Lao Sun Jia (364 Dong Dajie): Tourists and locals alike flock to this paomo joint for steaming bowls of warming lamb stew. "You'll spend more than an hour just doing the bun—slowly, slowly you'll make them into really small pieces," says Ophelia Wu, the assistant director of food and beverage at the Grand Hyatt Xi'an, referring to the ritual hand-tearing of mo, the regional flatbread in the Shaanxi province, "The smaller your pieces, the better the flavor from the broth."
The Cirque Cafe & Bar (Qujiang Hanyao Rd. and Xinkaimen South Rd. southwest corner): Co-owner and head bartender Frederick Ma hails from Hong Kong and slings medicinally-inspired drinks and guests snack on small bites at this speakeasy situated behind a secret door masquerading as an ancient Chinese medicine shop storefront. "We don't see a lot of great cocktail bars yet in Xi'an, but this is one of them," Wu says. "It's so surprising. Once you enter, you'll find yourself in the main bar area, which is very modern, and where they serve a lot of cool cocktails—traditional cocktails with a twist, usually a health-related ingredient. So, like, chamomile, honey, and pandan in cocktails. And the cocktails have medicinal names."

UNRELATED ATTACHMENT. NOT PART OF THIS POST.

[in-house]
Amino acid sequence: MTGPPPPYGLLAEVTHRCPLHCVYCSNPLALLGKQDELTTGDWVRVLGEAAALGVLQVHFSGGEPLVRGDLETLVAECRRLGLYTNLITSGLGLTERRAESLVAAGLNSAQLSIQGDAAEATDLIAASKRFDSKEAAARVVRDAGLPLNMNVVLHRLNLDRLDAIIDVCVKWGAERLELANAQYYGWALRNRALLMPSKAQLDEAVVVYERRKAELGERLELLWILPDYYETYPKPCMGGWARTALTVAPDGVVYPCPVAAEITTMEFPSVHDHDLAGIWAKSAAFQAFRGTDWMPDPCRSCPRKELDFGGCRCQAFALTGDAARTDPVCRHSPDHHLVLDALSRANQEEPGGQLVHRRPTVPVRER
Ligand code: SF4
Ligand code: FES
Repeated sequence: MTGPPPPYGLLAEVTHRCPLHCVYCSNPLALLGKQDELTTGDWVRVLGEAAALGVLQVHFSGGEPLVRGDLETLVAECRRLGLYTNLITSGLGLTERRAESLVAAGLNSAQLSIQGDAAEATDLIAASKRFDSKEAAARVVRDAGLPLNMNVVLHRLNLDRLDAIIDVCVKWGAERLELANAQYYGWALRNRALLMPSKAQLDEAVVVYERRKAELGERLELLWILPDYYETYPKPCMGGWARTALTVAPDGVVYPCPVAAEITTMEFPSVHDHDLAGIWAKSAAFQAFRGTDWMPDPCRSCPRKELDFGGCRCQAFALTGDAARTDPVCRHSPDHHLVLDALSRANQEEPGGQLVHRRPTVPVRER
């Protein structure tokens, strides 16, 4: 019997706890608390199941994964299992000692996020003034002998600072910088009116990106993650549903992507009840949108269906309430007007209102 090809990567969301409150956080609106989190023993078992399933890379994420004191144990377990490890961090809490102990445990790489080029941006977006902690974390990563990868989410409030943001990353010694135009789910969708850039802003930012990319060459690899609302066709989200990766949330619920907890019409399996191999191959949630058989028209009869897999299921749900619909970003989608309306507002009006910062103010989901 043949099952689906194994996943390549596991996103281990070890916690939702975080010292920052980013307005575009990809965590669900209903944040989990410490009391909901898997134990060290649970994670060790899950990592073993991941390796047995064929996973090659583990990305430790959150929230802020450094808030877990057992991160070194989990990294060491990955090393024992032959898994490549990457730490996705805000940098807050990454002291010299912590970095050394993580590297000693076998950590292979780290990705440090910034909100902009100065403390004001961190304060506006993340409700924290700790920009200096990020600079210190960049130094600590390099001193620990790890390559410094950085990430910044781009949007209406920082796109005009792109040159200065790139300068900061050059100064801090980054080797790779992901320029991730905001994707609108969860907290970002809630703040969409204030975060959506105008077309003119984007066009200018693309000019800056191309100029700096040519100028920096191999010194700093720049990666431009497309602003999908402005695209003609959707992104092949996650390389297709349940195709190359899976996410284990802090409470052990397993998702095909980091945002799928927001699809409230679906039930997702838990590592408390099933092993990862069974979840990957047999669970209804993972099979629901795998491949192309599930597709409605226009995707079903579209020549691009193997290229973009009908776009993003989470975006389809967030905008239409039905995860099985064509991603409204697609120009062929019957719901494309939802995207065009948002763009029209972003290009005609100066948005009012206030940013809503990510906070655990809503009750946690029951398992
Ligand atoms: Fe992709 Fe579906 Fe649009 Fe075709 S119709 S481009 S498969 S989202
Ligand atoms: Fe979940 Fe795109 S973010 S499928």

Imagine Club (100m east of Han Guang Rd. intersection, South 2 Ring Rd.): For a group night out and a chance to experience some local music, along with a low key beer-and-cocktail menu, Imagine Club is the live music venue of the moment. "Every night there, they have live local singers," Wu says. "It's packed every single night—all young people—and everyone's there to see the four acts, each performing five multi-lingual pop numbers.
Leave room in your suitcase for:
- Ice Peak: You’d be hard-pressed to find this super-sweet version of orange soda outside the Shaanxi province
- Portable packs of dried Biang Biang noodles (above) available at Yong Xing Fang for 18 RMB
- Fresh-pressed sesame oil from the Muslim market: fragrant and a game-changer in sauces
- Hand-made sheets of ginger-sesame candy chews from Yong Xing Fang for 15 RMB a box
Lost Plate Food Tours: Operates English-speaking local food tours by tuk tuk that will efficiently whisk you through the morning and evening markets, covering tourist must-eats as well as locals-only spots off the beaten path.